War of the Rebellion: Serial 099 Page 0052 Chapter LIX. OPERATIONS IN N. C., S. C., S. GA., AND E. FLA.

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engagement of Honey Hill, S. C., December 30, 1864. Colonel Hartwell gallantly led his brigade against the enemy's works and fell pierced with three wounds, his horse being shot under him. Captain Gouraud was much exposed and very efficient during the engagement, and upon the fall of Colonel Hartwell rallied and reformed his regiment. Both are earnestly recommended for the above promotion as an act of justice to their merit and a reward for their gallant conduct.

I have the honor to be, very respectfully, your obedient servant,

J. G. FOSTER,

Major-General, Commanding.

HDQRS. DEPARTMENT AND ARMY OF THE TENNESSEE,

Beaufort, S. C., January 14, 1865.

Major STRONG:

(Of General Foster's staff.)

MAJOR: My bridge is laid and the forces are crossing, but the canvas is rotten. I want your bridge, boats and all, sent me by water as soon as possible by Broad River and Whale Branch to Port Royal Ferry.

Very respectfully, your obedient servant,

O. O. HOWARD,

Major-General.

HEADQUARTERS DEPARTMENT OF THE SOUTH,

Hilton Head, S. C., January 14, 1865.

Brigadier General JOHN P. HATCH,

Commanding Coast Division:

GENERAL: The following dispatch has just been received from the Major-general commanding, dated Savannah, Ga., January 13, 1865:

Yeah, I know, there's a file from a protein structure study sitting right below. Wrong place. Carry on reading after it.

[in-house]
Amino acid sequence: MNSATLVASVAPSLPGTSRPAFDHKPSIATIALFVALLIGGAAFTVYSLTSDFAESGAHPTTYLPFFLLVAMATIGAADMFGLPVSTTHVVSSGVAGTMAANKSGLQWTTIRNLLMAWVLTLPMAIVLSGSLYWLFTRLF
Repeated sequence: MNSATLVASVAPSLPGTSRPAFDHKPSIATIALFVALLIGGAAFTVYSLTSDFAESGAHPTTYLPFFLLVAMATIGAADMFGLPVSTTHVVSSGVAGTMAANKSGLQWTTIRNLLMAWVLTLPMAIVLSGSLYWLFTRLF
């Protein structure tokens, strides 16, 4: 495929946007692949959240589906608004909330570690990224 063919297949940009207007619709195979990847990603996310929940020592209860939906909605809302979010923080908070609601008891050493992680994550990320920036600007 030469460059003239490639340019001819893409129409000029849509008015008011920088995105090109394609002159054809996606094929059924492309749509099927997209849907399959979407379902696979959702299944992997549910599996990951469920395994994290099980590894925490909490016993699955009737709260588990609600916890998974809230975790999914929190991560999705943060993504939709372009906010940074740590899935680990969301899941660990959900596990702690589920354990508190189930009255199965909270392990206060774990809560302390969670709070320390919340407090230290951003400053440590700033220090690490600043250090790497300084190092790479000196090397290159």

Send word to General Hatch at once that he will keep all his force with him and prepare to move on the offensive in co-operation with General Howard as soon as a forward movement is made. It is not the present purpose to withdraw General Hatch and his forces from their present position. If the regiment that was to go to Florida has not gone detain it where it is.

Very respectfully, your obedient servant,

W. L. M. BURGER,

Assistant Adjutant-General.

SPECIAL

HDQRS. MIL. DIV. OF THE MISSISSIPPI, FIELD ORDERS,

In the Field, Savannah, Ga., Numbers 13.

January 15, 1865.

The Department of the South having been placed within the sphere of this command, and it being highly desirable that one uniform policy prevail touching commerce and intercourse with the inhabitants of the South, the following general rules and principles will be adhered to unless modified by law or the orders of the War Department.

I. Commerce with foreign nations or in an enlarged sense cannot be permitted or undertaken until the National authority is established to an extent that will give the necessary courts and offices to control and manage such matters. Trade will be confined to a limited barter and sale proportioned to the necessary wants of the army and of the inhabitants dependent on it for the necessaries of life, and even that trade must be kept subject to strict military control or surveillance.